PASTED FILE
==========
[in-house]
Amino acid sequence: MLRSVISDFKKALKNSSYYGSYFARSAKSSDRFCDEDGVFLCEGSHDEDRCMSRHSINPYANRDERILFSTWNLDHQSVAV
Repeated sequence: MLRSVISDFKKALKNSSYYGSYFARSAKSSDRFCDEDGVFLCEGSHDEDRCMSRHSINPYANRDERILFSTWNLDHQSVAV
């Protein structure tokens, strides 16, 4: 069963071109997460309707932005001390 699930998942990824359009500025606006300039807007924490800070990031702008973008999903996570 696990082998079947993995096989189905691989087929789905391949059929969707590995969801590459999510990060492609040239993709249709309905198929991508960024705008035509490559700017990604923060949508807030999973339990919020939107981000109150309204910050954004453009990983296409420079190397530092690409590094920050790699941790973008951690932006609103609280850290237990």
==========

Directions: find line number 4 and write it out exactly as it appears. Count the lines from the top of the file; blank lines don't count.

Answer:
């Protein structure tokens, strides 16, 4: 069963071109997460309707932005001390 699930998942990824359009500025606006300039807007924490800070990031702008973008999903996570 696990082998079947993995096989189905691989087929789905391949059929969707590995969801590459999510990060492609040239993709249709309905198929991508960024705008035509490559700017990604923060949508807030999973339990919020939107981000109150309204910050954004453009990983296409420079190397530092690409590094920050790699941790973008951690932006609103609280850290237990």